HRAs have been a fixture of employer-based health plans, often as a supplement to existing employer-based insurance. Under the proposed rule, HRAs could be used to satisfy the Affordable Care Act’s employer mandate, as employers could direct HRA funds to help pay for employee coverage on the individual insurance market. The rule also creates an option for employees to use HRA funds to pay for premiums for a short-term limited duration plan (up to a total of $1,800 per year), provided that the employer also offers a group plan that is not an HRA.

    The Administration estimates that 800,000 employers will use HRAs as a way to provide coverage for approximately 10 million employees. See this Fact Sheet for more information.

    The Wisconsin Medical Society will prepare and offer comments on proposal. Contact H.J. Waukau, manager of advocacy and regulatory affairs if you have questions.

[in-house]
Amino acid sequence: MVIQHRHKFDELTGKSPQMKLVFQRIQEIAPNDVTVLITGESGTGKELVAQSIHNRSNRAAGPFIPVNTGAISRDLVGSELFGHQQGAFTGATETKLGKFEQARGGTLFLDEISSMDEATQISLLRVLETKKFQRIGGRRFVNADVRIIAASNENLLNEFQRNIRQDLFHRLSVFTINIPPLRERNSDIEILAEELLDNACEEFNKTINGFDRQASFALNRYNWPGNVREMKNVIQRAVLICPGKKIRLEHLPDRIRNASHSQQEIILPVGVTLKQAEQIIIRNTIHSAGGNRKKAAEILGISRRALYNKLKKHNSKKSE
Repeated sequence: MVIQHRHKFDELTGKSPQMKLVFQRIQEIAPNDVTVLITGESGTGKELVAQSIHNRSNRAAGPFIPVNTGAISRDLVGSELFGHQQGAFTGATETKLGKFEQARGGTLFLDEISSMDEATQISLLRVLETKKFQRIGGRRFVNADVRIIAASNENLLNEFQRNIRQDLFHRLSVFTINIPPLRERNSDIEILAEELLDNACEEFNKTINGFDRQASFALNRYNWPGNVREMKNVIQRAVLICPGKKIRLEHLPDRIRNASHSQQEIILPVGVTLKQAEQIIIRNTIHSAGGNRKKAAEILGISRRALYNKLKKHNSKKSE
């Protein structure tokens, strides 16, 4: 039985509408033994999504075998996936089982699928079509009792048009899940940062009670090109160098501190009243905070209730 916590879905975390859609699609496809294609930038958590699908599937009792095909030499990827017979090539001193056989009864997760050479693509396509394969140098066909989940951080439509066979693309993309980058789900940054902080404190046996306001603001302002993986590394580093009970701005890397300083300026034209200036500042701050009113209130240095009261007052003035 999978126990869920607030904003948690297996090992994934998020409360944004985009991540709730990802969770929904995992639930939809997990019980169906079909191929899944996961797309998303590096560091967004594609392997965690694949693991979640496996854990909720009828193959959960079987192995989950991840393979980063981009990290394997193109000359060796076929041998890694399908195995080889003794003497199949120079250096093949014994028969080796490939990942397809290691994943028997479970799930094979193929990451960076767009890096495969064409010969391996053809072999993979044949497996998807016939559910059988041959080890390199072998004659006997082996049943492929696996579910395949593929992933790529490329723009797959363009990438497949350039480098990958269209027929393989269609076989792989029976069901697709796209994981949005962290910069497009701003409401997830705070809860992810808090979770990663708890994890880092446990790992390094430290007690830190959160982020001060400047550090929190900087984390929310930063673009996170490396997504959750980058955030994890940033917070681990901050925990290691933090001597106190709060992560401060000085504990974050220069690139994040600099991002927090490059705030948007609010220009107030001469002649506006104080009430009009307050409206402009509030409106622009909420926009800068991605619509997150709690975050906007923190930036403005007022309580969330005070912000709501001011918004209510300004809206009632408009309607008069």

Source: WMS Medigram 


  • 10/12/2018 11:00 AM | Anonymous

    October 12, 2018, Wisconsin Medical Society Medigram  

    Nominations are now being accepted for several Wisconsin Medical Society offices, and all nomination materials are due to the Society’s House of Delegates (HOD) Nominating Committee by Wednesday, Jan. 2, 2019. 

    Read more.

  • 09/17/2018 9:24 AM | Anonymous

    Join us Oct. 9 for our annual insurance CEO roundtable. Leaders will discuss the most pressing issues facing their industry, including the fate of the Affordable Care Act, prescription drug prices, value-based payments and more.

    Panelists:

    • Coreen Dicus-Johnson, CEO, Network Health
    • Dustin Hinton, CEO, UnitedHealthcare of Wisconsin
    • Cathy Mahaffey, CEO, Common Ground Healthcare Cooperative

    The event is Tuesday, October 9 at the Wisconsin Club in Milwaukee (11:30am – 1pm).  Register now (link).


  • 07/16/2018 10:45 AM | Anonymous

    The annual Wisconsin Health News CEO Roundtable is August 14 in Madison. A panel of the state’s leading health system and hospital leaders will discuss the most pressing issues facing their industry.